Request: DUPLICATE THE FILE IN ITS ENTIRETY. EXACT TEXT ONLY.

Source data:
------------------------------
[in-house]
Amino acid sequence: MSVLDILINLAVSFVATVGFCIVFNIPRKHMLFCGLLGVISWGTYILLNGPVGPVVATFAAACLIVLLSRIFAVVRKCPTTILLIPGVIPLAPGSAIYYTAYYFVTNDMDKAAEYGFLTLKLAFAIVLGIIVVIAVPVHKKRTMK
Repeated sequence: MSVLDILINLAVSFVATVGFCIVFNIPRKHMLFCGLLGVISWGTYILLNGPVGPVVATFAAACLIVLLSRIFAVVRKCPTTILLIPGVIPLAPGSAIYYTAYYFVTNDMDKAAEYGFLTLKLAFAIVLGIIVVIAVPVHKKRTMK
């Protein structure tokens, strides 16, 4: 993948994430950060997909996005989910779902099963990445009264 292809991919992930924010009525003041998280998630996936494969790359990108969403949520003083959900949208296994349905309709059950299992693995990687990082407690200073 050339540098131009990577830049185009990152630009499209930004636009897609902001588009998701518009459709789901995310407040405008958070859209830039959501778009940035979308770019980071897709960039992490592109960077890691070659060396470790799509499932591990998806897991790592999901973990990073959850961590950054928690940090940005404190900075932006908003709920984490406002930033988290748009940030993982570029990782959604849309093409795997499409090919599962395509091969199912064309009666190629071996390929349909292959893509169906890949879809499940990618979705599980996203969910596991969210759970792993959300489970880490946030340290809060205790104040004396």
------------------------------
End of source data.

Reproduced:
[in-house]
Amino acid sequence: MSVLDILINLAVSFVATVGFCIVFNIPRKHMLFCGLLGVISWGTYILLNGPVGPVVATFAAACLIVLLSRIFAVVRKCPTTILLIPGVIPLAPGSAIYYTAYYFVTNDMDKAAEYGFLTLKLAFAIVLGIIVVIAVPVHKKRTMK
Repeated sequence: MSVLDILINLAVSFVATVGFCIVFNIPRKHMLFCGLLGVISWGTYILLNGPVGPVVATFAAACLIVLLSRIFAVVRKCPTTILLIPGVIPLAPGSAIYYTAYYFVTNDMDKAAEYGFLTLKLAFAIVLGIIVVIAVPVHKKRTMK
């Protein structure tokens, strides 16, 4: 993948994430950060997909996005989910779902099963990445009264 292809991919992930924010009525003041998280998630996936494969790359990108969403949520003083959900949208296994349905309709059950299992693995990687990082407690200073 050339540098131009990577830049185009990152630009499209930004636009897609902001588009998701518009459709789901995310407040405008958070859209830039959501778009940035979308770019980071897709960039992490592109960077890691070659060396470790799509499932591990998806897991790592999901973990990073959850961590950054928690940090940005404190900075932006908003709920984490406002930033988290748009940030993982570029990782959604849309093409795997499409090919599962395509091969199912064309009666190629071996390929349909292959893509169906890949879809499940990618979705599980996203969910596991969210759970792993959300489970880490946030340290809060205790104040004396």